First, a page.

Nestled between the Gabilan and Santa Lucia mountain ranges in Central California is a 90-mile stretch of land that produces strawberries, lettuce, tomatoes, spinach, broccoli, and wine grapes by the ton. As a major producer of fruits and vegetables, the Salinas Valley has come under increasing scrutiny for the large amount of food that goes to waste.
Over the course of just a few months, the Salinas Valley Solid Waste Authority will take in between 4 million and 8 million poundsof fresh vegetables. Food is wasted at every step of the supply chain—from farm to fridge to fork.
Western Growers Association, an ag trade group, hopes to find an answer—or answers—at its new Center for Innovation and Technology, in Salinas. The association, which represents farmers in Arizona, California, and Colorado, is working to build an unlikely coalition between farmers and technology entrepreneurs. The partnership seeks to address some of the country’s biggest food concerns—from waste to water issues related to California’s historic drought.
The center opened last December with the simple, daunting mission of figuring out how to feed a growing world while using fewer resources. To do so, the center wants to bring Silicon Valley–like thinking to a valley better known for growing lettuce. “Salinas is the salad bowl of the United States,” Tom Nassif, president and CEO of Western Growers Associated, told TakePart. Its proximity to Silicon Valley and the Bay Area, he said, makes the region ideal for cross-pollination between the ag and tech sectors. The center offers a workspace with the usual office amenities—printers, conference rooms, kitchens—as well as mentorship and networking opportunities for fledgling agriculture start-ups.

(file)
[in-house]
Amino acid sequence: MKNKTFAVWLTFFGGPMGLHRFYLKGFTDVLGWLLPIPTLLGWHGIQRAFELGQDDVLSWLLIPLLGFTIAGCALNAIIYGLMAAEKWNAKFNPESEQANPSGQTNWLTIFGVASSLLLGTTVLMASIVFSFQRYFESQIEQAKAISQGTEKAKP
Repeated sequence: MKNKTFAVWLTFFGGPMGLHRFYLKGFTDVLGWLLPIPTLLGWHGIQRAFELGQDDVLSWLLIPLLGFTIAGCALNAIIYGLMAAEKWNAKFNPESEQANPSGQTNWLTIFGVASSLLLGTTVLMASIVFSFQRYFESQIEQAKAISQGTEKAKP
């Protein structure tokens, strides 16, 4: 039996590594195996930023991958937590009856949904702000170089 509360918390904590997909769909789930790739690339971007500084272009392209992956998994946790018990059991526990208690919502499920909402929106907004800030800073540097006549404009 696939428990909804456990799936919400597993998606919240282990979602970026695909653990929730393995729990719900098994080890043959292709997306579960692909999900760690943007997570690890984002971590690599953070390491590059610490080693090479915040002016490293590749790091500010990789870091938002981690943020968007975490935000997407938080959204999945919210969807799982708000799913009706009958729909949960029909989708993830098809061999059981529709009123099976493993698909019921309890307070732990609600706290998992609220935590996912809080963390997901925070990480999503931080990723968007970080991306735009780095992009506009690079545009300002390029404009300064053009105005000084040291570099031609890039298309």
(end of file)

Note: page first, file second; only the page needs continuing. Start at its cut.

The low rent the companies pay is subsidized by the center’s sponsors, including Taylor Farms and JV Smith Companies, which provide financial support to foster growth for budding ag ventures. According to Nassif, the idea for the center “emanated from a couple of our board members who had been very interested in investing in agricultural technology that would benefit the entire industry and not just themselves.”
One of the center’s main goals is to be the link between tech companies and farmers to ensure that the products going to market are the best they can possibly be. “So often people have wonderful technology that isn’t necessarily commercially viable,” Nassif said, later adding, “If you can put them together with the farmer before they go out into the market, they’ve already gotten that input and they know what the need is.”
The center also hopes to address the concerns of a rapidly evolving consumer base. “We understand that more and more people are becoming concerned about a number of issues, including whether or not these crops are being grown sustainably,” Nassif said. “Are we using too many pesticides? Or is it too labor intensive? Are the workers being taken care of and treated as they should be?”
The center, which has enough space to house 34 companies, has 10 resident start-ups in its building. These companies vary in focus. Some are data-oriented, while others are working to improve quality of product or recycle waste. The center’s staff vets the tech firms, though it doesn’t have specific requirements for joining. “We have a fairly firm understanding of what the needs in the industry are,” Hank Giclas, Western Growers’ senior vice president of strategic planning, science and technology, told TakePart. “We have an overriding premise that we want the center to be a place where start-ups can come and help us, as an agricultural industry, produce more food with less resources.” Ultimately, they are focusing on several problems: water availability, labor availability, environmental performance, and waste reduction.